It’s the 1930s, and while elsewhere in the world evil people are poring over maps with plans for plunder and dreams of conquest, cartography is serving a more benign purpose in Harlem, New York City. This Night-Club Map of Harlem is a chart of the fun to be had in the cultural capital of black America, circa 1932.
At that time, this vibrant community on the northern tip of Manhattan was experiencing what came to be known as the Harlem Renaissance – a flowering of African-American literature, theatre and (jazz) music. This map is focused on the area of Harlem just north of Central Park, where much of that flowering took place.
Perhaps exemplary of that renaissance, this map was drawn by Elmer Simms Campbell (1906-1971), the first African-American cartoonist to be published nationally (in Esquire, Cosmopolitan, The New Yorker and Playboy, among others). The map faces southwest, is bounded by 110th Street (in the top left corner), which runs along Central Park’s northern edge, and concentrates on Lenox Avenue and Seventh Avenue (“or heaven”).
This being the tail end of Prohibition (1920-1933), not much effort is made to conceal the fact that alcohol is readily available in Harlem nightlife. As the legend states, [t]he only important omission[on the map] is the location of the various speakeasies but since there are 500 of them, you won’t have much trouble…
Other intoxicants are equally easily obtainable. Near the corner of Lenox Avenue and 131st Street, a hunched figure proclaims Ah’m the reefer man, selling marahuana [sic] cigarettes at 2 for $.25. This section of Harlem, bounded on the other side by 133rd Street, seems to have been a particularly active, if not necessarily profitable nightlife hotspot: […] there are clubs opening and closing at all times – There’s too many to put them all on this map.
Some of the more famous night spots do get name-checked, often accompanied by some insightful information seeming to indicate that Mr Simms Campbell knew what he was talking about.
• The Radium Club, near Lenox and 142nd, has a [b]ig breakfast dance every Sunday morning [at] 4 or 5 am.
• In the Club Hot-Cha, near 7th Avenue and 134th Street, [n]othing happens before 2 am. Ask for Clarence.
• Tillie’s, on 133rd Street, [s]pecializes in fried chicken – and it’s really good!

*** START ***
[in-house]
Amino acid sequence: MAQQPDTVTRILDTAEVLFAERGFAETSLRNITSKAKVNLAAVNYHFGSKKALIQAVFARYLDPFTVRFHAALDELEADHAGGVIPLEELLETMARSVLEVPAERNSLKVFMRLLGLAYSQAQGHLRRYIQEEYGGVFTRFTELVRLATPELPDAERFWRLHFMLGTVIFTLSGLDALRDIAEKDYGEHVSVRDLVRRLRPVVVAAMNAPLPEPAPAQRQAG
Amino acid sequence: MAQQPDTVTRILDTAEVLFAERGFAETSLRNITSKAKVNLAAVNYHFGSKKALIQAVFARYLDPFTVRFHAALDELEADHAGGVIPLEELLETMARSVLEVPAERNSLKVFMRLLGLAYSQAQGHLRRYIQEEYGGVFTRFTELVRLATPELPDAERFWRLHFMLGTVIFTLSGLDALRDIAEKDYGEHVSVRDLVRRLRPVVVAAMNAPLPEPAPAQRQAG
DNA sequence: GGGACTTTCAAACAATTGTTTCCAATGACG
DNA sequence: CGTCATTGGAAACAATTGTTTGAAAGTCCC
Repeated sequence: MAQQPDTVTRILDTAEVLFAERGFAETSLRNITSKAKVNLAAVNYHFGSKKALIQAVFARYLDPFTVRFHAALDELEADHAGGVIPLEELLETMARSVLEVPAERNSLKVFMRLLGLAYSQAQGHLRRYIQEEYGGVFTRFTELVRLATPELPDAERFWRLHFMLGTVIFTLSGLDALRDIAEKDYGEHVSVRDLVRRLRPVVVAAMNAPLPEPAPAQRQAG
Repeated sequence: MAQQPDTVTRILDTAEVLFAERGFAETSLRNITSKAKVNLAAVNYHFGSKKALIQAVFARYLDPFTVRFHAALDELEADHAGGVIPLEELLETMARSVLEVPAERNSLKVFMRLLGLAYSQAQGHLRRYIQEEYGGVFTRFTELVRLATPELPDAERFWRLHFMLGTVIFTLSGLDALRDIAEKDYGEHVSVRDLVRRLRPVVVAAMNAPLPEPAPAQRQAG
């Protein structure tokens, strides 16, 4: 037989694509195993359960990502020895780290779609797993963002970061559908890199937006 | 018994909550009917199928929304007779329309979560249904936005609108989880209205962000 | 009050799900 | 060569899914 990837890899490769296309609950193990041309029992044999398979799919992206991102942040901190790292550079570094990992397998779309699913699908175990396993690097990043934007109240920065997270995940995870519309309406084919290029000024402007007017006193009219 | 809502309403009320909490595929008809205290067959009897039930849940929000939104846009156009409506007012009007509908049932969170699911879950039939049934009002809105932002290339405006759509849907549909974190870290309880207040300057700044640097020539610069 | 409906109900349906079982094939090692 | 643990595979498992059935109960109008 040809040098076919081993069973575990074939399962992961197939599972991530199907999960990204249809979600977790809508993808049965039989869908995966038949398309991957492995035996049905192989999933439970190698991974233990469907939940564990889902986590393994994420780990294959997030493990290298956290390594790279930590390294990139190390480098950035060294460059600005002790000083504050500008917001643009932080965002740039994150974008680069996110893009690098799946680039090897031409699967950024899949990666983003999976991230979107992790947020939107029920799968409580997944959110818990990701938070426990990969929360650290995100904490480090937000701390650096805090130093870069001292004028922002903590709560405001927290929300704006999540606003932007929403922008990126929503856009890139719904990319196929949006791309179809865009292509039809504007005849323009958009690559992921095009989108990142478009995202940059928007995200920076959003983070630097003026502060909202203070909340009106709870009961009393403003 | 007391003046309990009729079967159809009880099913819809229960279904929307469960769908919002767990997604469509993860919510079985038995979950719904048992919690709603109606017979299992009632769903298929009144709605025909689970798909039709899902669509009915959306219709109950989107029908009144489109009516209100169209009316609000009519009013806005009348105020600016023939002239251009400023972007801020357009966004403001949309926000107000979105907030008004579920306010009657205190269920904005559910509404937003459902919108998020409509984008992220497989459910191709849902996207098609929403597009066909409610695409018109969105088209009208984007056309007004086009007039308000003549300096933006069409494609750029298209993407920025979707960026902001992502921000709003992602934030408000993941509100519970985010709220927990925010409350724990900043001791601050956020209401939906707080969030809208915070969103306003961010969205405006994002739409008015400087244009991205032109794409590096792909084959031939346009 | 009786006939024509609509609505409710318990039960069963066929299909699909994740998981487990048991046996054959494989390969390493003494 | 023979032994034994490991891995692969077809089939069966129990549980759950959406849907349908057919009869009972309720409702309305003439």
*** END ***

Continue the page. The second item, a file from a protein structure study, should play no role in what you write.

• The next-door Log Cabin is [a]n intimate little spot, especially if you know to [a]sk for Geo[rge] Woods.
• If you want to go to the Yeah Man, near 7th and 135th, [g]o late!
A lot of attention is lavished on the extraordinary concentration of musical talent that made Harlem hop in those days.
• You’ve never heard a piano really played until you hear Garland Wilson, is the enticing prospect for the Theatrical Grill, not too far from Gladys’ Clam House, where Gladys Bentley wears a tuxedo and high hat and [also] tickles the ivories.
• At Lafayette Theatre, you can catch a show with Bill “Bojangles” Robinson, the world’s greatest tapdancer (and the original Man with the Golden Gun, apparently). Friday nite [at the Lafayette] is the midnight show… Most Negro Revues begin and end here.
• The Savoy Ballroom was the home of the Lindy Hop, and nearby (or possibly at the same location; it’s hard to make out as the map is cropped somewhat on all sides), Earl Tucker launched another dance craze, the Snakehips.
• The star at the Cotton Club is Cab Calloway, who can be seen (and almost heard) howling his signature refrain: Ho De Hi De Ho!
The map is replete with much more detail, a lot of which eludes this map-lover. Why, for example, is everybody asking What’s de numbah? The question is asked in the police station, just north of Small’s Paradise. It’s repeated not far from reefer man. It’s answered with the intriguingly non-revealing answer of “$.35” at the bottom of the map, just next to the peanut seller and the crab man.
This Night-Club Map of Harlem, apparently first published in Manhattan Magazine (1932), was also used as the endpapers of Cab Calloway’s autobiography, Of Minnie the Moocher and Me (1976).
“Go late!”: a night-club map of Harlem – Frank Jacobs
In the “Diula” language in Mali, the term « dugutigui » (chief of the village), literally translated, means: «owner of the village»; «dugu» means village and «tigui», owner. Probably the term is the result of the contraction of «dugu kuntigui» (literally: chief of the village).